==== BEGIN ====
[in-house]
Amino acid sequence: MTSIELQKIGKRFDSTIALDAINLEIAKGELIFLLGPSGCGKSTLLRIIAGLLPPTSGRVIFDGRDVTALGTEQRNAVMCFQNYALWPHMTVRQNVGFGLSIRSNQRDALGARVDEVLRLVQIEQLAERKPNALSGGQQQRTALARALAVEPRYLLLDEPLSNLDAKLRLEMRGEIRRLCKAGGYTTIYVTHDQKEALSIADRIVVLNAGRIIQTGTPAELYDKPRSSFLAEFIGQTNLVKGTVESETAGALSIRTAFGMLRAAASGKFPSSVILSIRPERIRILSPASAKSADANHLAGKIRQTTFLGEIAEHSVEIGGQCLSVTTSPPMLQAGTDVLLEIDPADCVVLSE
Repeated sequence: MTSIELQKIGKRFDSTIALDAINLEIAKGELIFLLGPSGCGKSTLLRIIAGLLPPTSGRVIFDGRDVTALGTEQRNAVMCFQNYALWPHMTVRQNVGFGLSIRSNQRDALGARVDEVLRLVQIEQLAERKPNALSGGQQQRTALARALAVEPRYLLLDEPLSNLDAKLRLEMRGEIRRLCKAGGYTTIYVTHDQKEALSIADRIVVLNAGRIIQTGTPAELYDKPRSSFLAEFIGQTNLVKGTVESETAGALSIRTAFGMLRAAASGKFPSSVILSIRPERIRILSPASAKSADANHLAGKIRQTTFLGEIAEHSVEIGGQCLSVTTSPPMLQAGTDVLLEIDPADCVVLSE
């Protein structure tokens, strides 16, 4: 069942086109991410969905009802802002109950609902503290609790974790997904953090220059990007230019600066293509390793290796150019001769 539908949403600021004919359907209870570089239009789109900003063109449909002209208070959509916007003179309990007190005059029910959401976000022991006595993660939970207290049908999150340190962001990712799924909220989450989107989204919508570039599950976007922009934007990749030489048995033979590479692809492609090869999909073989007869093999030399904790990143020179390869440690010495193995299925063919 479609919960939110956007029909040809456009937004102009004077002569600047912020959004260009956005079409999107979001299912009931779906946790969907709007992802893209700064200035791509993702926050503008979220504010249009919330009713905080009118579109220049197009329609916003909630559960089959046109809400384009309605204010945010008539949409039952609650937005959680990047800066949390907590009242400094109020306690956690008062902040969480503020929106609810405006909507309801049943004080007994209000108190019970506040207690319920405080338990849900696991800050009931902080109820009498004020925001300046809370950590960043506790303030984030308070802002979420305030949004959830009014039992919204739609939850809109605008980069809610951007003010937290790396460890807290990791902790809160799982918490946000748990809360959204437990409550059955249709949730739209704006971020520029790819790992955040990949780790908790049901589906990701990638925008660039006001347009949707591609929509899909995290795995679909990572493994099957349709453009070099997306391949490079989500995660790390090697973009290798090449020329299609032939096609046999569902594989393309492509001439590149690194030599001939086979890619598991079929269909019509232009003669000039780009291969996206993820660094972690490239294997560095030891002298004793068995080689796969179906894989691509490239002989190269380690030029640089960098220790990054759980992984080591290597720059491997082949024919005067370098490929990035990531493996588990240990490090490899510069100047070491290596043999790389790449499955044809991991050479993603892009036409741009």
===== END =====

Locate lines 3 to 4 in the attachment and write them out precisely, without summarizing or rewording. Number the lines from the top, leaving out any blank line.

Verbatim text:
Repeated sequence: MTSIELQKIGKRFDSTIALDAINLEIAKGELIFLLGPSGCGKSTLLRIIAGLLPPTSGRVIFDGRDVTALGTEQRNAVMCFQNYALWPHMTVRQNVGFGLSIRSNQRDALGARVDEVLRLVQIEQLAERKPNALSGGQQQRTALARALAVEPRYLLLDEPLSNLDAKLRLEMRGEIRRLCKAGGYTTIYVTHDQKEALSIADRIVVLNAGRIIQTGTPAELYDKPRSSFLAEFIGQTNLVKGTVESETAGALSIRTAFGMLRAAASGKFPSSVILSIRPERIRILSPASAKSADANHLAGKIRQTTFLGEIAEHSVEIGGQCLSVTTSPPMLQAGTDVLLEIDPADCVVLSE
């Protein structure tokens, strides 16, 4: 069942086109991410969905009802802002109950609902503290609790974790997904953090220059990007230019600066293509390793290796150019001769 539908949403600021004919359907209870570089239009789109900003063109449909002209208070959509916007003179309990007190005059029910959401976000022991006595993660939970207290049908999150340190962001990712799924909220989450989107989204919508570039599950976007922009934007990749030489048995033979590479692809492609090869999909073989007869093999030399904790990143020179390869440690010495193995299925063919 479609919960939110956007029909040809456009937004102009004077002569600047912020959004260009956005079409999107979001299912009931779906946790969907709007992802893209700064200035791509993702926050503008979220504010249009919330009713905080009118579109220049197009329609916003909630559960089959046109809400384009309605204010945010008539949409039952609650937005959680990047800066949390907590009242400094109020306690956690008062902040969480503020929106609810405006909507309801049943004080007994209000108190019970506040207690319920405080338990849900696991800050009931902080109820009498004020925001300046809370950590960043506790303030984030308070802002979420305030949004959830009014039992919204739609939850809109605008980069809610951007003010937290790396460890807290990791902790809160799982918490946000748990809360959204437990409550059955249709949730739209704006971020520029790819790992955040990949780790908790049901589906990701990638925008660039006001347009949707591609929509899909995290795995679909990572493994099957349709453009070099997306391949490079989500995660790390090697973009290798090449020329299609032939096609046999569902594989393309492509001439590149690194030599001939086979890619598991079929269909019509232009003669000039780009291969996206993820660094972690490239294997560095030891002298004793068995080689796969179906894989691509490239002989190269380690030029640089960098220790990054759980992984080591290597720059491997082949024919005067370098490929990035990531493996588990240990490090490899510069100047070491290596043999790389790449499955044809991991050479993603892009036409741009």